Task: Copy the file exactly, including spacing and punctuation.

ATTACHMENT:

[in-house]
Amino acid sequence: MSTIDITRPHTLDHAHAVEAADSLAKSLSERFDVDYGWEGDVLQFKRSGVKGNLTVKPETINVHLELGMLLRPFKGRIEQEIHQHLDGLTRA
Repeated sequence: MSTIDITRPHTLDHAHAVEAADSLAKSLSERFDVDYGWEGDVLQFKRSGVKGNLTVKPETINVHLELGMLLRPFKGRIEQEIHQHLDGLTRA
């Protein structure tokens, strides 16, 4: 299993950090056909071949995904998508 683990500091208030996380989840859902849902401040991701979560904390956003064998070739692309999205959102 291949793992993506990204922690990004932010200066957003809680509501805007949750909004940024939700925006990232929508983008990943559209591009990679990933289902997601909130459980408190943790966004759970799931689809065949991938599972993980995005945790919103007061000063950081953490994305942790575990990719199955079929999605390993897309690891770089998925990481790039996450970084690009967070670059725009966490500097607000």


[in-house]
Amino acid sequence: MSTIDITRPHTLDHAHAVEAADSLAKSLSERFDVDYGWEGDVLQFKRSGVKGNLTVKPETINVHLELGMLLRPFKGRIEQEIHQHLDGLTRA
Repeated sequence: MSTIDITRPHTLDHAHAVEAADSLAKSLSERFDVDYGWEGDVLQFKRSGVKGNLTVKPETINVHLELGMLLRPFKGRIEQEIHQHLDGLTRA
């Protein structure tokens, strides 16, 4: 299993950090056909071949995904998508 683990500091208030996380989840859902849902401040991701979560904390956003064998070739692309999205959102 291949793992993506990204922690990004932010200066957003809680509501805007949750909004940024939700925006990232929508983008990943559209591009990679990933289902997601909130459980408190943790966004759970799931689809065949991938599972993980995005945790919103007061000063950081953490994305942790575990990719199955079929999605390993897309690891770089998925990481790039996450970084690009967070670059725009966490500097607000």